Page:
The magistrate's decision was riddled with these sorts of errors.

Members of the public have generally been unable to assess the magistrate's judgment because the court made it available only at the Newcastle court registry. The only way you could read it was to travel to Newcastle and you were not permitted to copy any part of it. You could only take notes. I did that and wrote to the New South Wales Attorney General more than four months ago with a couple of suggested reforms:

First, when the court delivers a judgment which contains material which might identify particular persons entitled not to have their identities published, the court should provide a means whereby interested persons might gain access to a redacted copy of the judgment in the same way as they would have access to any other judgment of the Magistrates Court, while ensuring the anonymity of all persons entitled to a suppression order.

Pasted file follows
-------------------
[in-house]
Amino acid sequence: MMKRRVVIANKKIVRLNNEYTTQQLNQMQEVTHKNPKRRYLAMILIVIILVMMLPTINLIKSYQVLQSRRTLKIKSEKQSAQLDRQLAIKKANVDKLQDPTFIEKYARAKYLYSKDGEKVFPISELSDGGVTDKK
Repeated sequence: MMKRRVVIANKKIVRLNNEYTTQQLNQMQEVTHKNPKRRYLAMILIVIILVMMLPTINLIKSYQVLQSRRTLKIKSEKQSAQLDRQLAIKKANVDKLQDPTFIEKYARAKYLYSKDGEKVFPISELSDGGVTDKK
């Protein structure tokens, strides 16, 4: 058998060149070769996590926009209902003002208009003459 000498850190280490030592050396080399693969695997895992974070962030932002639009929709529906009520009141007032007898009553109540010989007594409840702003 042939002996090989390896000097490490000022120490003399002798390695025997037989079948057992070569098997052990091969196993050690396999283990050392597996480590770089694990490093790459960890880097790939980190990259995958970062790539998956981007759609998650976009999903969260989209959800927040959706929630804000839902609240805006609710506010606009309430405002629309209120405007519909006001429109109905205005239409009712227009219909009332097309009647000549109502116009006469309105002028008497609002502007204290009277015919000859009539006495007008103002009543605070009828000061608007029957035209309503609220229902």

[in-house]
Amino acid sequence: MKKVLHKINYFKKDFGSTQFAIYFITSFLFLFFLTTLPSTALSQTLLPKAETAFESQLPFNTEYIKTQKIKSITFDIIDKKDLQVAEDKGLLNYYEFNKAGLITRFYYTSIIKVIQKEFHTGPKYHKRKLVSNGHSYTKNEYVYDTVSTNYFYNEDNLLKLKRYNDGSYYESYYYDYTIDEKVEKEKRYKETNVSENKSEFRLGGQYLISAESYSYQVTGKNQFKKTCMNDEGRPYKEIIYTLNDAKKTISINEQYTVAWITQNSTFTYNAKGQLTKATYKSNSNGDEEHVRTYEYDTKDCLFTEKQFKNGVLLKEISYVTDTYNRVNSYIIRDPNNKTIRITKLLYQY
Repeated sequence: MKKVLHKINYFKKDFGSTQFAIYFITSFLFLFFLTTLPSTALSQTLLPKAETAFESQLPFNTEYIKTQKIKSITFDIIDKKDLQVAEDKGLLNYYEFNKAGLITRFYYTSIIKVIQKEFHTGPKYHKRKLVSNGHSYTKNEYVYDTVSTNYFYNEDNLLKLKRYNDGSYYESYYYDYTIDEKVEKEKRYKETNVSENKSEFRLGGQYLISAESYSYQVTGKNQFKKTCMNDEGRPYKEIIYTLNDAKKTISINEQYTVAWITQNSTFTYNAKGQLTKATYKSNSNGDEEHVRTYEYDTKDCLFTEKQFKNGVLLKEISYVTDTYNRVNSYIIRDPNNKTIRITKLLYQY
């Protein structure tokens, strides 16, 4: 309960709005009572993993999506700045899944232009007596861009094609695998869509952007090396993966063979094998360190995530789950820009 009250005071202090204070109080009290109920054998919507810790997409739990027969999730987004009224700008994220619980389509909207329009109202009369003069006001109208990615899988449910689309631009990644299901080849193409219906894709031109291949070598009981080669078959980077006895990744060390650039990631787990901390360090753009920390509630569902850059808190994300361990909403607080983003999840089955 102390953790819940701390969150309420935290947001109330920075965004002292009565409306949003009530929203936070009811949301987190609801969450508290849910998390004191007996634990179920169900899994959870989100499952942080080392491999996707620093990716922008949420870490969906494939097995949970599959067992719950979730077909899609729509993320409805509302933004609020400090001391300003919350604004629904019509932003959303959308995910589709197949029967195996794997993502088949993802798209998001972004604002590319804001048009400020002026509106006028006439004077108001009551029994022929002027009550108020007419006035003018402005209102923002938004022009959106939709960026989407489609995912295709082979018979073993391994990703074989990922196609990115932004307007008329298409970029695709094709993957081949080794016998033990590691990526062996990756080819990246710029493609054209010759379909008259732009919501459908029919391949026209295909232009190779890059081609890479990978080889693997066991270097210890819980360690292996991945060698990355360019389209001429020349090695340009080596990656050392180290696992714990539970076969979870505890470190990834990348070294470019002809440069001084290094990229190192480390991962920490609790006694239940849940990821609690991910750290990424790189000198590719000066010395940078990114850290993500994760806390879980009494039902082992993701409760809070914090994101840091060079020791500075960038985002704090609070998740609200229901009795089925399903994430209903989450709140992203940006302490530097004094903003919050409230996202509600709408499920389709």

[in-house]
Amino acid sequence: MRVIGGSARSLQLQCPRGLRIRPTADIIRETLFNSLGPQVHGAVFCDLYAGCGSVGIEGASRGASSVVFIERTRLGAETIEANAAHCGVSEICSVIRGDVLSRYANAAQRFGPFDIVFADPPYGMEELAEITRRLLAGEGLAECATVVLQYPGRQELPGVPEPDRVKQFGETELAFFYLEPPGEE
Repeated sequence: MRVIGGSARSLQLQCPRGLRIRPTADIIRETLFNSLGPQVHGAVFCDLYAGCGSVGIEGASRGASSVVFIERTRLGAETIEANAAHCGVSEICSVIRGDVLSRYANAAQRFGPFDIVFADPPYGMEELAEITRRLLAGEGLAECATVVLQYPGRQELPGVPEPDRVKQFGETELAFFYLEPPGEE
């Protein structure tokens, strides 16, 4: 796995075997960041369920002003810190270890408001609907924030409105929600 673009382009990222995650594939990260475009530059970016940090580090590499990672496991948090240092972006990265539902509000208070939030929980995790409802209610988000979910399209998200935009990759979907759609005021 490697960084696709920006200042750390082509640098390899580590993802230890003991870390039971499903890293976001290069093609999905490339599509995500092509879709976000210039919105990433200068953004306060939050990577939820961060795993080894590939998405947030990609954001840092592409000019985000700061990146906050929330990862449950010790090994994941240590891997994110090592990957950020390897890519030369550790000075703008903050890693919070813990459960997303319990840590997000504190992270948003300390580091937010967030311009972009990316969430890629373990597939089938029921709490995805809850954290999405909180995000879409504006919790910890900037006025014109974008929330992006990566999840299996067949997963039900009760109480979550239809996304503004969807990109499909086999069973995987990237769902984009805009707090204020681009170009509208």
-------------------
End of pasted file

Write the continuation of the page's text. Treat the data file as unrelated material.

Second, when the court delivers a judgment (especially when outside Sydney) which is said to be a 'world first' and 'of international significance', the court should ensure that the judgment is accessible not just to those media outlets and interest groups with the resources or proximity to the local court where the decision is delivered. At the very least, a copy of the judgment should be made available in Sydney.

My letter did not even warrant an acknowledgment from the Hon. Mark Speakman SC MP. The reforms have not been instituted.